I was in my room when my mom came running up the stairs screaming that my dad could not breathe. Everything after that was like a whirlwind, the details of which I still remember with piercing granularity. The dog was barking and running in circles. My dad’s favourite MAS in-flight blanket was at his feet and the tempur pillow I bought him at his head. I remember his clothes. I remember my brother arriving home from futsal and shouting at my dad to wake up. I remember the CPR, the effort of which to this day I feel eternal gratitude for even though it not work. I remember all the words I used while screaming at the person on the other end of the emergency hotline to please hurry and running to the guardhouse to wait for the ambulance. Above all of that I remember how I knew the entire time that my father was merely unconscious, and as long as the ambulance came to bring some oxygen he would be fine. Of course it was true, I just knew it was.

But there is nothing quite like having extreme optimism and finding out later how very wrong you were. There have been many difficult things to confront about my dad’s passing, like the regret that he didn’t live long enough to retire and enjoy all of his savings and buy his small car, or how the most inhumane thing that you could make anyone do is identify the body of a loved one. And yet beyond all of that, the hardest thing of all is to think about how lonely and scared he must have been when the heart attack hit. Did he feel pain? Was he frightened? Why didn’t I stay downstairs just a few minutes more so that he wouldn’t have been alone?

Which leads into questions like, why didn’t I recognise the signs of an impending heart attack that he had been exhibiting for days? Why did school make me commit to memory stupid things like useless nilai-nilai moral instead of the visible symptoms of fatal afflictions like heart attacks? Why didn’t I force him to see a doctor? Why did he go to that stupid physiotherapist who did not recognise that his pain was not a muscular problem but a cardiac one? And so on and so forth.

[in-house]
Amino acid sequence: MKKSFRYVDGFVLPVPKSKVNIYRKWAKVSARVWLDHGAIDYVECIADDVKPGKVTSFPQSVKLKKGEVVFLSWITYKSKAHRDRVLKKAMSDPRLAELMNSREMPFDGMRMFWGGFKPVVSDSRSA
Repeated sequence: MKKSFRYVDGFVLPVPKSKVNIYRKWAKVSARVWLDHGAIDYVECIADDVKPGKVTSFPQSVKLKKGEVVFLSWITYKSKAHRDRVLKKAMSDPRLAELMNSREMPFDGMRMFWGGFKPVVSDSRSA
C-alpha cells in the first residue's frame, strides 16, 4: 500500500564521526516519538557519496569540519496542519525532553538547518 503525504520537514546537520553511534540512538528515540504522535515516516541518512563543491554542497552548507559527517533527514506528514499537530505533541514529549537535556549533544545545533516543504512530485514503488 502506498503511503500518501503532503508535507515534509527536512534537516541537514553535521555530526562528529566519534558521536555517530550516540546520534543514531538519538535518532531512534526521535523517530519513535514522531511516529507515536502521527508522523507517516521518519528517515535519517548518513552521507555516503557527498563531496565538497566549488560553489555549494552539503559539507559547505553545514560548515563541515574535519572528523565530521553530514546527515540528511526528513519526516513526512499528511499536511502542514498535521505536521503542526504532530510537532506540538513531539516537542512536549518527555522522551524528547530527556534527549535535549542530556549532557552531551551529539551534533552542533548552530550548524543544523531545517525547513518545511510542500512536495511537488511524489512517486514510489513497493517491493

Since my dad’s passing I’ve wanted to learn emergency resuscitation because of how much it meant to me that he was getting help in his final moments. And so when the office recently organised a CPR course for all of the team, I was grateful. Up until then I hadn’t felt truly ready to go through the motions of March ’15 again, and on the morning of the course I was dizzy with anxiety. But the course went very well after I got over myself. I now know CPR and I’m glad I do, because even if it doesn’t bring my father back, it might for someone else. So if you find yourself with the opportunity to learn, do it. Perhaps another day I’ll share the CPR story and why it meant the world to me.

Life for the past two and a half years hasn’t been easy. There have been many low periods as my family and I continue to pick up the pieces of something that broke very unexpectedly. I still cry at every film or book where there is a heart attack or morgue scene, and my friends still have to check all escape rooms we play for props of graveyards or dead bodies. Fathers Days continue to be awful. People say this all gets better with time. I have not found that to be true. People also say that he would have wanted us all to be happy. I suppose that is true but I wish I could ask him myself.

In remembrance of my dad, my family and I went to Ozeki on his birthday. We ordered a lot of ‘sashumi’ and had a really nice time just being with each other. Happy birthday, Pa. Wish you were here and miss you lots. Brain also really likes Ozeki but he’s not old enough to eat all the “leng yeh” yet. You would have liked taking him out in a small car.